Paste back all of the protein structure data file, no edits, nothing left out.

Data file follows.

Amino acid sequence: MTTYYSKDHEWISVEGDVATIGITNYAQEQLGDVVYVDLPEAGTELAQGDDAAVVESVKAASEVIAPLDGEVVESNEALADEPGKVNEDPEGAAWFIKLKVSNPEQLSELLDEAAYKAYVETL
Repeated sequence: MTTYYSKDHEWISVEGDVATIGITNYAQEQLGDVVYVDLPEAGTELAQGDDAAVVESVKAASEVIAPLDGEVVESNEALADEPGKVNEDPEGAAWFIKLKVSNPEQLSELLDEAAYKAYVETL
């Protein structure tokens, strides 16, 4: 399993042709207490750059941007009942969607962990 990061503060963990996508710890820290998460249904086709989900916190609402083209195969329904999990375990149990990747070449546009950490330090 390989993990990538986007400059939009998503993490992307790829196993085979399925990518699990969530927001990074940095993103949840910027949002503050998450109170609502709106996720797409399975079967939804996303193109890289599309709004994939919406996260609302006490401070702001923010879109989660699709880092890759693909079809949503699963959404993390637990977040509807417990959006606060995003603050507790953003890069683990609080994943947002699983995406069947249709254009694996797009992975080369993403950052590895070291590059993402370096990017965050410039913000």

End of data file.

Amino acid sequence: MTTYYSKDHEWISVEGDVATIGITNYAQEQLGDVVYVDLPEAGTELAQGDDAAVVESVKAASEVIAPLDGEVVESNEALADEPGKVNEDPEGAAWFIKLKVSNPEQLSELLDEAAYKAYVETL
Repeated sequence: MTTYYSKDHEWISVEGDVATIGITNYAQEQLGDVVYVDLPEAGTELAQGDDAAVVESVKAASEVIAPLDGEVVESNEALADEPGKVNEDPEGAAWFIKLKVSNPEQLSELLDEAAYKAYVETL
């Protein structure tokens, strides 16, 4: 399993042709207490750059941007009942969607962990 990061503060963990996508710890820290998460249904086709989900916190609402083209195969329904999990375990149990990747070449546009950490330090 390989993990990538986007400059939009998503993490992307790829196993085979399925990518699990969530927001990074940095993103949840910027949002503050998450109170609502709106996720797409399975079967939804996303193109890289599309709004994939919406996260609302006490401070702001923010879109989660699709880092890759693909079809949503699963959404993390637990977040509807417990959006606060995003603050507790953003890069683990609080994943947002699983995406069947249709254009694996797009992975080369993403950052590895070291590059993402370096990017965050410039913000």